Sinister Is a Tragic Cautionary Tale Under a Demonic Veneer

The first time I saw Scott Derrickon’s breakout hit Sinister, I hated it. I found it really mean-spirited, and I thought it displayed a disturbing fascination with evil for evil’s sake. But then I gave it another shot several years later, and I completely changed my mind about the film. I don’t know what happened that first time, but on this second watch I saw a dramatically different movie, one that doesn’t revel in evil but instead uses it to convey a deep and timely message that we would all do well to heed.

At its core, this is a story about a man who prioritizes his work over his family, and it tears them apart, quite literally. The supernatural evil they experience is just a metaphor for that deeper reality, so even though the film ends on one of the bleakest and most depressing notes I’ve ever seen, it’s not just evil for evil’s sake. Rather, it shows us the deepest, darkest depths of evil in order to unmask it and reveal its true face. The movie shows us just how bad it really is to neglect your family, and that, in turn, should compel us to give our own families the love, care, and attention they deserve. Sinister hammers this point home in multiple ways from beginning to end, so if we go through the film with an eye toward this theme, it’s just about impossible to miss.

The Premise

Ellison looking at a crime report

Let’s begin on a very general level. Sinister is about a family named the Oswalts that moves into a new neighborhood so the father, Ellison, can write a true crime book about some grisly murders that happened there. Unbeknownst to them, their new house is haunted by a demon named Bughuul, and he immediately goes to work on his latest victims. Unlike most demons, this one doesn’t just make random spooky noises or try to possess people. No, his ultimate goal is to compel one of the children to kill their siblings and parents, and then he steals the kid away to a mystical plane where nobody can ever find them.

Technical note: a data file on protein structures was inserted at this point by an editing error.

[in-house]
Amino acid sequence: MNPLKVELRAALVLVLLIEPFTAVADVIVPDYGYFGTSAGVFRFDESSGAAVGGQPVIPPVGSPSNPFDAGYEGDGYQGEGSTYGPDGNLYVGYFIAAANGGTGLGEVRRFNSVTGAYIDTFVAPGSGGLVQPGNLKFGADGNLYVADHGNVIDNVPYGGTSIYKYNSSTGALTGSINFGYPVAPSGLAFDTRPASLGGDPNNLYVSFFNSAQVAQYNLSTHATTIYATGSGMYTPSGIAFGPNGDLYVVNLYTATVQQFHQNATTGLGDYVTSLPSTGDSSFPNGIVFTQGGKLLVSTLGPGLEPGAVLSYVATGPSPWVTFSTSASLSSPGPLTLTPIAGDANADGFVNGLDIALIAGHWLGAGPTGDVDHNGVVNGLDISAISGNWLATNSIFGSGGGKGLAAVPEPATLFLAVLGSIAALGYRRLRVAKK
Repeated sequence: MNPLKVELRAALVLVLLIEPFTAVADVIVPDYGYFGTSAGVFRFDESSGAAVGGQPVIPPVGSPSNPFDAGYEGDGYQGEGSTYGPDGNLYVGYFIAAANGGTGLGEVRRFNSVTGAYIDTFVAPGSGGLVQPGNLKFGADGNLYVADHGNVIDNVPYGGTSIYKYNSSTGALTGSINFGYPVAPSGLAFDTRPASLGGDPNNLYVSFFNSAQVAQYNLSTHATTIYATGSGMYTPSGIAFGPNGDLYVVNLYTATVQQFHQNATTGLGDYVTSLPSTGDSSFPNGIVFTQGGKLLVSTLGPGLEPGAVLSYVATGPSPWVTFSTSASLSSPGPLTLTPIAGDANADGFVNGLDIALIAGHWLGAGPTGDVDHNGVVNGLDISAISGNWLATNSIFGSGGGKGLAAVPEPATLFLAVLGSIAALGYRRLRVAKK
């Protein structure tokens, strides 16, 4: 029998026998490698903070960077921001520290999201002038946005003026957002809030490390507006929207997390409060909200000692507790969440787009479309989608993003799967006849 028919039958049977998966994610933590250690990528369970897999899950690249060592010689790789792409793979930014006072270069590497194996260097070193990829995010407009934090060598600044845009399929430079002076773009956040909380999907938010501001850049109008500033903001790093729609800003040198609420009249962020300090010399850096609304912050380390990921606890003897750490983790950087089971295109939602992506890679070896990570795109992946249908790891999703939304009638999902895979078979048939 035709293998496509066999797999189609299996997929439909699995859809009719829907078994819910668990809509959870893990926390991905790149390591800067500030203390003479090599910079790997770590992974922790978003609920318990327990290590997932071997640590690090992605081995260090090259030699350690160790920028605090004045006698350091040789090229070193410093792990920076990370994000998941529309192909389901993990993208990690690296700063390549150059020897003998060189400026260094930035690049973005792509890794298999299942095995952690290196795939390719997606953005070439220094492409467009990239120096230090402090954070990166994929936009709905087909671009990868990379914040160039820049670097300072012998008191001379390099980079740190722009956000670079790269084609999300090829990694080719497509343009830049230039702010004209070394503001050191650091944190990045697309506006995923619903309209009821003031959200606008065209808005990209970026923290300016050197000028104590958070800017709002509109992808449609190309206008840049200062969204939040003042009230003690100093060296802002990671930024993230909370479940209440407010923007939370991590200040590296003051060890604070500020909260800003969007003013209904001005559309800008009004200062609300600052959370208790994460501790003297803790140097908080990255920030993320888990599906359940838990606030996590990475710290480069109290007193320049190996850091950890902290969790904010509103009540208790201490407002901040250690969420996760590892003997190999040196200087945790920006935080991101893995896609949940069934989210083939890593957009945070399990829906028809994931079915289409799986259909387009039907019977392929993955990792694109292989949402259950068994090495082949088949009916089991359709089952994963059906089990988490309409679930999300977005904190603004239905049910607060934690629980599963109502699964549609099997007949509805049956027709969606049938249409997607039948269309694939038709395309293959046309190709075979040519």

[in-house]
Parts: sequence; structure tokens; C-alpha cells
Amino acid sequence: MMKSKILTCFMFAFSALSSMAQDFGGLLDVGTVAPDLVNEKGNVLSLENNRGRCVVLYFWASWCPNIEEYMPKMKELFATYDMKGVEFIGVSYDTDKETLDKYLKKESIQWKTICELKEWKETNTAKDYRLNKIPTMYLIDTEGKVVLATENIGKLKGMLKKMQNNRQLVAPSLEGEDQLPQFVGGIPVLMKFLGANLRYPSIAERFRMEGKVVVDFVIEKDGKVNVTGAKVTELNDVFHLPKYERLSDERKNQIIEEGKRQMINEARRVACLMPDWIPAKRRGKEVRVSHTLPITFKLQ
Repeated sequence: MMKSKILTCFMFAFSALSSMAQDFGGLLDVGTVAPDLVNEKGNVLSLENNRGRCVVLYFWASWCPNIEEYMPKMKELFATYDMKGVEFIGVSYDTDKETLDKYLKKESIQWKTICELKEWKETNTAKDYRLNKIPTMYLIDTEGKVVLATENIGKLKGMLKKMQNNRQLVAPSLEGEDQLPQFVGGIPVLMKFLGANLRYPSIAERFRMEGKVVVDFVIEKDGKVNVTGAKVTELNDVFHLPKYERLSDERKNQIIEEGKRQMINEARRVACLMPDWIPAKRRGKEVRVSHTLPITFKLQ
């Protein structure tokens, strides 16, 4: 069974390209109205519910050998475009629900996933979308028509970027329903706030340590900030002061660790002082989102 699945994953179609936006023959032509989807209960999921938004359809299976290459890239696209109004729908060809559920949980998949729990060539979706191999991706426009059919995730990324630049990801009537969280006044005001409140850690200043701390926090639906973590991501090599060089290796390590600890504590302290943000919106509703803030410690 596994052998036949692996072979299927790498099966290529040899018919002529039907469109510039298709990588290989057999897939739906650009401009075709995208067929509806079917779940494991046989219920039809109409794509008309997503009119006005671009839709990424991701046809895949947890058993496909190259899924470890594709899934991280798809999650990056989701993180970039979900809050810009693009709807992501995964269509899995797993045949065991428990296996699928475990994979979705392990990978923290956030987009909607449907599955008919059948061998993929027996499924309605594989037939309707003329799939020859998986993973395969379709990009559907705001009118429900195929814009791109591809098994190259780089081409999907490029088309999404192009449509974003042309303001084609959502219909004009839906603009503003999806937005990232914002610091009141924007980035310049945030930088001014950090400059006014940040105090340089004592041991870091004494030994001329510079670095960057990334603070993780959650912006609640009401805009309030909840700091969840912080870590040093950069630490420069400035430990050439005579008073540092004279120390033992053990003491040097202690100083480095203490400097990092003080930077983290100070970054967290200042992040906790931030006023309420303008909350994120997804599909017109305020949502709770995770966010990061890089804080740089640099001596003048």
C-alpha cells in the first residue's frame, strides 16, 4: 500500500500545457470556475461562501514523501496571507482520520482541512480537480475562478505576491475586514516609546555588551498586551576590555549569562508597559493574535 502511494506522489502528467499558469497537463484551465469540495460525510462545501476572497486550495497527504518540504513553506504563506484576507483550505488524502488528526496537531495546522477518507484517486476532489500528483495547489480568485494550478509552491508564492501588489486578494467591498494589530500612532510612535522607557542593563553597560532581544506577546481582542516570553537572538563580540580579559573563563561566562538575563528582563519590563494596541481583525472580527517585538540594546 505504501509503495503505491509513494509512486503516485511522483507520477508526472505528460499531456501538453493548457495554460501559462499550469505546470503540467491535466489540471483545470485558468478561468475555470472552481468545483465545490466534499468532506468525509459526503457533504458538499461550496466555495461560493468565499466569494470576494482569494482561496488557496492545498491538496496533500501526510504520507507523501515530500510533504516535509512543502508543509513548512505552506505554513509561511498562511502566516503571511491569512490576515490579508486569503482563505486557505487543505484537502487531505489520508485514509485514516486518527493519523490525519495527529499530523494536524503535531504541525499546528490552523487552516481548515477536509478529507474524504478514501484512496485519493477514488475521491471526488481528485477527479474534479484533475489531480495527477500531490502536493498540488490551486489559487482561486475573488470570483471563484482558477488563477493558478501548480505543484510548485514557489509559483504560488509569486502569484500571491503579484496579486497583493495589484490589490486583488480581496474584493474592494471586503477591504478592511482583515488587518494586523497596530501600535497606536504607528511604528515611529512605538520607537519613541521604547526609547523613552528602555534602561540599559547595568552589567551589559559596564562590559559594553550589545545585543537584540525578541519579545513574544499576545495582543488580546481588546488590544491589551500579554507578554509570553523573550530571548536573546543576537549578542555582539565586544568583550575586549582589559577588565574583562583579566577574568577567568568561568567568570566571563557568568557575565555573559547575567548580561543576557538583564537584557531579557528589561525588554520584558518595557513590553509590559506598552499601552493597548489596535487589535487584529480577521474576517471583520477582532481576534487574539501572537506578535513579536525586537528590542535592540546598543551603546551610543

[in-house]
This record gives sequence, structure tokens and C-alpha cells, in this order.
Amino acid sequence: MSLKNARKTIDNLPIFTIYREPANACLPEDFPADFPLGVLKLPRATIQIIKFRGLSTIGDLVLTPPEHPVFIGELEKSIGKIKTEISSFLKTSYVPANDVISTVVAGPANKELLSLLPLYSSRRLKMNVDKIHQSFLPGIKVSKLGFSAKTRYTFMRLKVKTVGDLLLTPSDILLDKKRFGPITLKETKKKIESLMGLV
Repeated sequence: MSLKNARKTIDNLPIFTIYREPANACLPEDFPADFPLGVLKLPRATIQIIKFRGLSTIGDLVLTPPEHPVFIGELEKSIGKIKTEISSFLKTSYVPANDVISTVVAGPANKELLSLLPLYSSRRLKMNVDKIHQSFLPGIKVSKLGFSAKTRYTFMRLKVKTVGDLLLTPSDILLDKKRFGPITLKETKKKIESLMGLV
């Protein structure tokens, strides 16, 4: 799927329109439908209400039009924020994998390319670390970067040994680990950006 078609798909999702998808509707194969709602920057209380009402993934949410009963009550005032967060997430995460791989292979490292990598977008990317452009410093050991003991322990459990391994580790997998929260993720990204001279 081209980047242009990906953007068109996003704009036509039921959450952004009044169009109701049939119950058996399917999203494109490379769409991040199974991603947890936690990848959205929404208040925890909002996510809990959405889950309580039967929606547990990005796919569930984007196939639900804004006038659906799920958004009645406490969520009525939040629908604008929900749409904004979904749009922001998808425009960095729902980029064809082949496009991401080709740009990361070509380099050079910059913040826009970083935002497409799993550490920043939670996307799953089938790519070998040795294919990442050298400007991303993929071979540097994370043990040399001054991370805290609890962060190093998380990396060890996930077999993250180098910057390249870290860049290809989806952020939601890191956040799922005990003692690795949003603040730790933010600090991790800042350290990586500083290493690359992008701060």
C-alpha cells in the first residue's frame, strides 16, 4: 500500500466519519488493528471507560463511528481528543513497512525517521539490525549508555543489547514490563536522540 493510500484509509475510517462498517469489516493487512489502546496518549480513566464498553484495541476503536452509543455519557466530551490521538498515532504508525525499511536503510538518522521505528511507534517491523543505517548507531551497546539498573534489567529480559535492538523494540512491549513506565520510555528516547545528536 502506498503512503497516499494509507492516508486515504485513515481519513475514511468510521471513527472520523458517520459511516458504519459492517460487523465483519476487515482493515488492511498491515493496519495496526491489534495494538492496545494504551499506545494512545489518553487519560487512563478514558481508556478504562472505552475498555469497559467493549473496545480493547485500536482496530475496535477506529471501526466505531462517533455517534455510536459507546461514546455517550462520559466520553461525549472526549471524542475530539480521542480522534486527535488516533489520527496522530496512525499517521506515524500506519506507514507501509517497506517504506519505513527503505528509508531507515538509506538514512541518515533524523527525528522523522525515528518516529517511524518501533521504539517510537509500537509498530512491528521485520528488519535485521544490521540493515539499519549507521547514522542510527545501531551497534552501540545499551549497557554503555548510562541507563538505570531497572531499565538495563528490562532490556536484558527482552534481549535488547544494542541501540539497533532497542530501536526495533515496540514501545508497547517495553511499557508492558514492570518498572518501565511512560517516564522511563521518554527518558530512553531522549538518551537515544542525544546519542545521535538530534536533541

If that isn’t a great metaphor for the dangers of neglecting your family, then I don’t know what is. By moving into a new house, Ellison literally allowed a demon to invade his family and destroy it, and he did it just so he could write a book. His attachment to his work above all other concerns was the direct cause of the evil that befell his family, so the supernatural element works perfectly as a metaphor for the movie’s theme.

The Effect on the Kids

Trevor coming out of a box and screaming

When we move from the premise to some specific plot details, we find that the theme of familial neglect is prevalent there as well. To begin, one of the opening scenes features Ellison talking to his daughter, Ashley, as they’re moving into their new home, and Ashley tells her father that she didn’t like having to move. In response, Ellison basically just poo-poos her concerns and says that they needed to move so he could write his book.

When you watch Sinister for the first time, you don’t realize how important this brief exchange is. It seems like a typical conversation that any parent would have with their kid in the midst of a move, and Ellison approaches it with a kind and loving demeanor. However, if we look back on it after the credits roll, we realize that it actually sets the stage for the rest of the story. No matter how nice Ellison may have seemed, the fact is that the Oswalts moved simply so he could write his book, and he doesn’t care if it’s bad for his children. He just wants to do what he wants to do, and his family is simply along for the ride.

Soon, after this, we begin to see more concretely just how bad the move has been for the kids. For example, Ellison wakes up one night and finds Ashley in the laundry room asking where the bathroom is. Similarly, there’s another scene where he wakes up and finds his son, Trevor, in a cardboard box, and as Trevor comes out of the box, he begins to scream in abject terror.

These are not normal behaviors. In particular, the incident with Trevor is depicted in an almost demonic way, so we know that something is very wrong here. Unsurprisingly, though, Ellison doesn’t see it. He doesn’t think these odd occurrences are anything more than sleepwalking and getting lost in a new house, so he just continues researching and writing like nothing ever happened. But we know better. No matter how oblivious Ellison may be, we know that his kids are beginning to come under the influence of something much more, well, sinister, and it’s all because he just has to write that damn book.